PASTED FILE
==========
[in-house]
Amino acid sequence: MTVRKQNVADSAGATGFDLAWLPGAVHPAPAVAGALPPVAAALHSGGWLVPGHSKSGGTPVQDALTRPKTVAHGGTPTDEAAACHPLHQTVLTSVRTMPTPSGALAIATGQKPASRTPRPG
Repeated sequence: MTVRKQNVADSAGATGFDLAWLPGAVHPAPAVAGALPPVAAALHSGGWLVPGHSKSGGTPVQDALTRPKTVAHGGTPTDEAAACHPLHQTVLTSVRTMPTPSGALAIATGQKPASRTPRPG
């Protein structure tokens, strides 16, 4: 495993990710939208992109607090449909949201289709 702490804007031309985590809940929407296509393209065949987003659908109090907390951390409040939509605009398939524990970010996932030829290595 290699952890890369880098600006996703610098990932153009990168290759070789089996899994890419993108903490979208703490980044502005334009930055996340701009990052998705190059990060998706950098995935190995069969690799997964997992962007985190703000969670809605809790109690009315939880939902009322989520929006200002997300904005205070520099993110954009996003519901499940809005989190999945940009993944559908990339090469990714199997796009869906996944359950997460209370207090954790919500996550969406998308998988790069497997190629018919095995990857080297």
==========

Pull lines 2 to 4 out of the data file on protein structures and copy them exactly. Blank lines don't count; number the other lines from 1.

Amino acid sequence: MTVRKQNVADSAGATGFDLAWLPGAVHPAPAVAGALPPVAAALHSGGWLVPGHSKSGGTPVQDALTRPKTVAHGGTPTDEAAACHPLHQTVLTSVRTMPTPSGALAIATGQKPASRTPRPG
Repeated sequence: MTVRKQNVADSAGATGFDLAWLPGAVHPAPAVAGALPPVAAALHSGGWLVPGHSKSGGTPVQDALTRPKTVAHGGTPTDEAAACHPLHQTVLTSVRTMPTPSGALAIATGQKPASRTPRPG
């Protein structure tokens, strides 16, 4: 495993990710939208992109607090449909949201289709 702490804007031309985590809940929407296509393209065949987003659908109090907390951390409040939509605009398939524990970010996932030829290595 290699952890890369880098600006996703610098990932153009990168290759070789089996899994890419993108903490979208703490980044502005334009930055996340701009990052998705190059990060998706950098995935190995069969690799997964997992962007985190703000969670809605809790109690009315939880939902009322989520929006200002997300904005205070520099993110954009996003519901499940809005989190999945940009993944559908990339090469990714199997796009869906996944359950997460209370207090954790919500996550969406998308998988790069497997190629018919095995990857080297």